– Cascabel Mod
    Commented Jun 25, 2014 at 19:31
  • @Jefromi, I totally agree that if the best answer available now came in way late, they can't be kept up to date, which is what my last paragraph acknowledges, and some of them have to be marked "stale" eventually. But, in cases like these, our communities and engine still produce better versions of resources like this (at least for a good long while, usually) than anything else I've seen on the internet...
    – Jaydles
    Commented Jun 25, 2014 at 19:38
  • This isn't about staleness. I'm assuming every last one of those answers is as valid today as it was five years ago. But there's really no reason to think that everything good was thought of on the first day, or in the first 25 answers posted, especially to a question like "what are some tips for OS X?". When an answer comes in late, it has no hope of making it to where it'll be seen. So the answers are in semi-random order: yes, good stuff is at the top because people thought of a lot of good stuff right away, but good stuff is also at the bottom.
    – Cascabel Mod
    Commented Jun 25, 2014 at 19:42
  • For example, here's post score vs age for that first example: i.imgur.com/JzR4vfF.png. I don't think you can really argue that the scores are representative for the answers posted after the first bunch, and I think that's a fundamental problem, one you can't just paper over by marking it community wiki so it doesn't break the reputation system. The answers are still disorganized, no one has any idea how many duplicates are in there, and you could easily read pages of answers and miss out on some of the best stuff.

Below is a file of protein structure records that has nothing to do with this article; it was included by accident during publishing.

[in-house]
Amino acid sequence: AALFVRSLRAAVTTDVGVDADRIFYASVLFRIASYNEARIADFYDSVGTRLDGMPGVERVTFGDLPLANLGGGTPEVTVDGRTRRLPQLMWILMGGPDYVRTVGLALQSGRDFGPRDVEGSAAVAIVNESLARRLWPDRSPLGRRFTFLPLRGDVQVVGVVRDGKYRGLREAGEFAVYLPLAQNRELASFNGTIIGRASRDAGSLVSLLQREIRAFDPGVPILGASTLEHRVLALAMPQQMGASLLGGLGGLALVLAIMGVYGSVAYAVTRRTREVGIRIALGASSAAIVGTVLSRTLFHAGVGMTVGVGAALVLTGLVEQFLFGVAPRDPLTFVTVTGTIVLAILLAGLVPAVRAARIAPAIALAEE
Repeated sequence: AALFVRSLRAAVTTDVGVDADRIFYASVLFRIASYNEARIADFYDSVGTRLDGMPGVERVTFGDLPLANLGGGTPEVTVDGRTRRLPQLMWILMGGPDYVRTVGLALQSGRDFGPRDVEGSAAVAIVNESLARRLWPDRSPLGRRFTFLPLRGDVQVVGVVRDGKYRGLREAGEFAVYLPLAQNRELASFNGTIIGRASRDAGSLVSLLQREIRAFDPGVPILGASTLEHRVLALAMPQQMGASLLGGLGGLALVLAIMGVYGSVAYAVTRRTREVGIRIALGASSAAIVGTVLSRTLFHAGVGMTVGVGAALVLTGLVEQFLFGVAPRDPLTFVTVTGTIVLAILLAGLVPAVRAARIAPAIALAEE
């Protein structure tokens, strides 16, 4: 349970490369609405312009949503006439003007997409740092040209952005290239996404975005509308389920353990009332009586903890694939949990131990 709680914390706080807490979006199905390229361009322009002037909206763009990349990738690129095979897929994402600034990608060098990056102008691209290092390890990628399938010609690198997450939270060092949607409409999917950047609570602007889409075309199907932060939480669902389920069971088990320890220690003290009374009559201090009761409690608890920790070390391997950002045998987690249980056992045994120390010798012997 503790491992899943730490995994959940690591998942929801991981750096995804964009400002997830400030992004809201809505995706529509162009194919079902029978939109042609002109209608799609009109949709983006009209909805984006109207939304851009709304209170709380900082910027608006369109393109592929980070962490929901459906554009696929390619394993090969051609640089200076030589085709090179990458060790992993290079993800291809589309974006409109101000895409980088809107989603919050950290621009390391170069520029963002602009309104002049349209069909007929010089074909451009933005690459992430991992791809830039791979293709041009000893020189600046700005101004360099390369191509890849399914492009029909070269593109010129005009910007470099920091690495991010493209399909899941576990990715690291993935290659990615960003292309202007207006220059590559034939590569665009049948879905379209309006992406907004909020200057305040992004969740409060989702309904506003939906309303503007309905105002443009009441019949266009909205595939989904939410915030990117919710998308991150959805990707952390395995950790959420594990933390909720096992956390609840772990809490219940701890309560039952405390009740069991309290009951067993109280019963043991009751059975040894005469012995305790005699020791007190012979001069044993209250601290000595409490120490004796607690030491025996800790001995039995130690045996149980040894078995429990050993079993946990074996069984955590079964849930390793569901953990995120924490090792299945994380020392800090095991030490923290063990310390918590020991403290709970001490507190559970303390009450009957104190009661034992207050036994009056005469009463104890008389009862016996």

– Cascabel Mod
    Commented Jun 25, 2014 at 19:49
  • @Jefromi, the release-based ones don't have that problem too much, as the "best" answers mostly do come in early enough to be considered and ranked decently, and they stop being too relevant by the time they'd go stale. But you're totally right about the first example - it does go stale, and sometimes that may mean it gets so stale it needs to be retired, restarted, etc. But until then (and sometimes even after then, the key question isn't "Are these in the right order", it's "In this order, is this list very useful?". In that example, I think it's still one of the best online.
    – Jaydles
    Commented Jun 25, 2014 at 19:54
  • 2
    I guess I just don't really like the idea of us hosting content that's really disorganized, not up to our usual standards, and justifying it by saying no one else has done any better. I'm not saying it's impossible, I want the content, and with a smarter voting system we could handle it, but the site/voting is honestly not much better than a forum for this.
    – Cascabel Mod
    Commented Jun 25, 2014 at 20:06
  • Yeah, sorry, those constant polls were actually one of the things that drove me crazy about the Apple site and spurred me to write a userscript to filter it from hot questions. They drew a lot of criticism on various chats and metas. They're really no different in concept or better organized than the "hidden features" questions on Stack Overflow that caused so many problems. Like Jefromi said, I'm sure there's some useful information, but the fact that the question has 366 votes proves that nothing's been improved upon - the votes have nothing to do with the quality of the content.
    – Aaronut
    Commented Jun 27, 2014 at 0:18
  • @Aaronut To be fair, I think there's actually a lot of quality content there, it's just not organized - a lot of the best stuff is stranded on later pages, and a lot of the stuff on the front page is unfairly pinned there because it gets more eyeballs and more votes. They'd be better if they were more specific questions that get 20 answers not 200 answers, but still, there are useful things.
    – Cascabel Mod
    Commented Jun 27, 2014 at 1:18